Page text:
Mojo - July 2009

Sen. Mike Crapo (R-Idaho): Hey MoJo, You're Awesome!

| Thu Jul. 23, 2009 3:32 PM EDT

Mary Harris Jones herself would have gotten a chuckle out of this: We've received a mash note from Sen. Mike Crapo (R-Idaho) and Sen. Blanche Lincoln (D-La.) congratulating MoJo for "successfully using flexibility to meet both business and employee goals." Of course you knew that Crapo and Lincoln's offices coordinate the Senate Staff Work Group on Workplace Flexibility; the letter comes on occasion of the Alfred P. Sloan Award for Business Excellence in Workplace Flexbility, which rewards how well companies deploy things like flex time, family leave, telecommuting, etc. (Yes—MoJo staffers who blog at 2 a.m. have the option of doing it from home!) Worth noting that of the more than 100 honorees, very few (including us and the Girl Scouts) are nonprofits, while most are large companies (primarily tech) or law firms, accounting firms, and such. It's not the only major award we've won or been nominated for lately, and we're proud to add it to our expanding trophy closet.

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Maliki: No Time for a Question on Corruption

| Thu Jul. 23, 2009 2:05 PM EDT

Iraqi Prime Minister Nouri al-Maliki has been in Washington this week, selling Iraq as a success story of national reconciliation and democracy and looking for businesses willing to invest there. On Wednesday, he met with President Barack Obama at the White House and claimed he was working hard against sectarian conflict--even as he's been criticized for increasingly playing sectarian politics.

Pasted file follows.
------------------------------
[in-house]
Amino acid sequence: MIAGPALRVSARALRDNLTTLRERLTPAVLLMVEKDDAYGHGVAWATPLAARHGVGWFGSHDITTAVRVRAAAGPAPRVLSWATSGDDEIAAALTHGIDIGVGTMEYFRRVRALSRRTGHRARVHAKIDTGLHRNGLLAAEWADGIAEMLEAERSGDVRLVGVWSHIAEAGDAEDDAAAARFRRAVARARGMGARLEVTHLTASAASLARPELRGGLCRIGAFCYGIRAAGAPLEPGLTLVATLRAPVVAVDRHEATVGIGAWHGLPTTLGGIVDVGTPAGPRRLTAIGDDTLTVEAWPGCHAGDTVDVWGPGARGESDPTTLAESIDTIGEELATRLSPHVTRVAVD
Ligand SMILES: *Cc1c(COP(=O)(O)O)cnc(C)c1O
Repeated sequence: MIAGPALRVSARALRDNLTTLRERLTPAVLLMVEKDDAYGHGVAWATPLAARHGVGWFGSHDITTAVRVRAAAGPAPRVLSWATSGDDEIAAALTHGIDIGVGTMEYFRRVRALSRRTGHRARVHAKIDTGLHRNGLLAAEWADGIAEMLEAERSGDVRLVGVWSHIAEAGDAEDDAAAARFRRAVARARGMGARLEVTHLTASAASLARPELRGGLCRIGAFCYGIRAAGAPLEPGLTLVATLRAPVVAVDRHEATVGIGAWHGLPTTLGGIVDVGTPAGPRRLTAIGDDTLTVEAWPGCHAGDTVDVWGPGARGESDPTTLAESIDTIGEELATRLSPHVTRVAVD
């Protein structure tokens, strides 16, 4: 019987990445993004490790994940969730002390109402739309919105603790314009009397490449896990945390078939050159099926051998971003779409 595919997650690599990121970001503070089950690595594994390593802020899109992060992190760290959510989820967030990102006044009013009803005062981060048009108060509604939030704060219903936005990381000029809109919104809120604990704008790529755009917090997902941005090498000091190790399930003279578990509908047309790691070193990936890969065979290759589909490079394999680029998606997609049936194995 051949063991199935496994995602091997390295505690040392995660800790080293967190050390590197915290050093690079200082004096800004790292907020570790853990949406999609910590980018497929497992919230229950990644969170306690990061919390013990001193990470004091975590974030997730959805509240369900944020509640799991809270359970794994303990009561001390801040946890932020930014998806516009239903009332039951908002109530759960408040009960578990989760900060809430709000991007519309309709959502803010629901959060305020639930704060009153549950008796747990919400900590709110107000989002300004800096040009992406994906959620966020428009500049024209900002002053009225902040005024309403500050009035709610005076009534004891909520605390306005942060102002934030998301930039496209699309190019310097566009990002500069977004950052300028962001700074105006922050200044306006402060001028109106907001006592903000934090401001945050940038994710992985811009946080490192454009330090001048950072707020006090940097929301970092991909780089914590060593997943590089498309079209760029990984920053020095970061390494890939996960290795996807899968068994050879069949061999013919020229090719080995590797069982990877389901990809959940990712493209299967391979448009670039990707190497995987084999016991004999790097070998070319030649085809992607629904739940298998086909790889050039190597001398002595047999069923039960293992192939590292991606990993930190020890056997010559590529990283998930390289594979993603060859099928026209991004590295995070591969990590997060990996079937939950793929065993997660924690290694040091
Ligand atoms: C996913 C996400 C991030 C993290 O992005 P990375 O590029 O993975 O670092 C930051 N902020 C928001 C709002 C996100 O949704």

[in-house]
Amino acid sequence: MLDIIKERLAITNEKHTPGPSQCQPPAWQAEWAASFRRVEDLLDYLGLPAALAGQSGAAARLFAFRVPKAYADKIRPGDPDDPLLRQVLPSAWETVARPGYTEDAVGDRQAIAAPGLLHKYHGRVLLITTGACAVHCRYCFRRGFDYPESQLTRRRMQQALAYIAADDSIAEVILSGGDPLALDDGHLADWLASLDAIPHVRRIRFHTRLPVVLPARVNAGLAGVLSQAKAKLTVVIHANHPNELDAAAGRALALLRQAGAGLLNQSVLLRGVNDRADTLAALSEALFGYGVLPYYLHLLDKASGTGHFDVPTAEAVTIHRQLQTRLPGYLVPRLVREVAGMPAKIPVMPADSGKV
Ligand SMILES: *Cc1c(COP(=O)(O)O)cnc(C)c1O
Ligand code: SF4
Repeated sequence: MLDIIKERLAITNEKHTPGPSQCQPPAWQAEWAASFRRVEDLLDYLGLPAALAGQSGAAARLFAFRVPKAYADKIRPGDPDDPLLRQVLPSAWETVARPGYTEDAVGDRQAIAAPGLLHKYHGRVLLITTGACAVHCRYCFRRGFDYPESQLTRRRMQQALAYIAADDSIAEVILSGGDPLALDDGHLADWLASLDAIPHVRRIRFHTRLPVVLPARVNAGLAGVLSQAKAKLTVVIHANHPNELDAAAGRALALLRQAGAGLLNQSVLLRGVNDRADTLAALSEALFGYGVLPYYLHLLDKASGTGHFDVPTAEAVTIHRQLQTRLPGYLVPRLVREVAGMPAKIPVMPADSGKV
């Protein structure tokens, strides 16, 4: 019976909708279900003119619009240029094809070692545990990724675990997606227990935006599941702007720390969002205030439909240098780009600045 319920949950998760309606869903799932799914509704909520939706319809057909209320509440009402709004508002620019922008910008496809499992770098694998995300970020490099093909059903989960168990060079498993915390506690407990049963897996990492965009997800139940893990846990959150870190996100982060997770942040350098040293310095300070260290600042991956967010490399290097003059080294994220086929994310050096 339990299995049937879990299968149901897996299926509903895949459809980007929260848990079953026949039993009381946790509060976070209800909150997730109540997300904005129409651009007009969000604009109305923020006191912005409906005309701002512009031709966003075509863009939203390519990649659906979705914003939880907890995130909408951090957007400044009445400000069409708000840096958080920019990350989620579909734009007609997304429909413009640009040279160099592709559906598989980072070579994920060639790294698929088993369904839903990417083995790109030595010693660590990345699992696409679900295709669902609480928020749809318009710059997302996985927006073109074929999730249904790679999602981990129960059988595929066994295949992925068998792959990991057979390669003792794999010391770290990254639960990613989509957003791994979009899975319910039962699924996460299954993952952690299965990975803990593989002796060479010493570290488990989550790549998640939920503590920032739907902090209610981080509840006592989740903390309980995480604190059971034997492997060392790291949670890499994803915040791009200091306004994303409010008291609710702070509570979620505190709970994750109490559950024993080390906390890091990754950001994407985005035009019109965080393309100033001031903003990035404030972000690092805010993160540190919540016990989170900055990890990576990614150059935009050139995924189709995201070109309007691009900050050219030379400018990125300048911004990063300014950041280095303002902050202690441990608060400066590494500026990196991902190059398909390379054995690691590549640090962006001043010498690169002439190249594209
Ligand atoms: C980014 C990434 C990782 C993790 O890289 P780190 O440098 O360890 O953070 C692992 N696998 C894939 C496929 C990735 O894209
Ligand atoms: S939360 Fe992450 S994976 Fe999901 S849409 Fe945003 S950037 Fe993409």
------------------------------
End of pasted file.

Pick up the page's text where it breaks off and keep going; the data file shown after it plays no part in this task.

On Thursday morning, Maliki spoke to policy wonks and reporters at the United States Institute of Peace. He didn't make much, if any news. He hailed the "democratic process in Iraq," maintaining that all sects are treated equally by his government. Asked whether US military forces will remain in Iraq after the ongoing withdrawal is completed in 2011, he said that Iraq might request that the United States provide military training. He said nothing significant about Iran and the political upheaval there. He did contend that his government had "achieved a great victory" in fighting the corruption that it had inherited from Saddam Hussein's regime.

With that remark in mind, after Maliki concluded his speech, I headed toward the microphone set up for questions. I had a simple query. How could he claim victory against corruption when his own government had chased out of the country the two leading anti-corruption investigators: Salam Adhoob and Judge Radhi al-Radhi? (I've written about each.) These two men have repeatedly blasted Maliki for heading a government rife with corruption, from top to bottom. And how had Maliki and his aides rewarded Radhi and Adhoob for trying to investigate corruption cases that represented what they claimed to be billions of dollars in fraud? Maliki and his crew accused these two men of being corrupt, and the pair were forced to flee Iraq, out of fear of being murdered.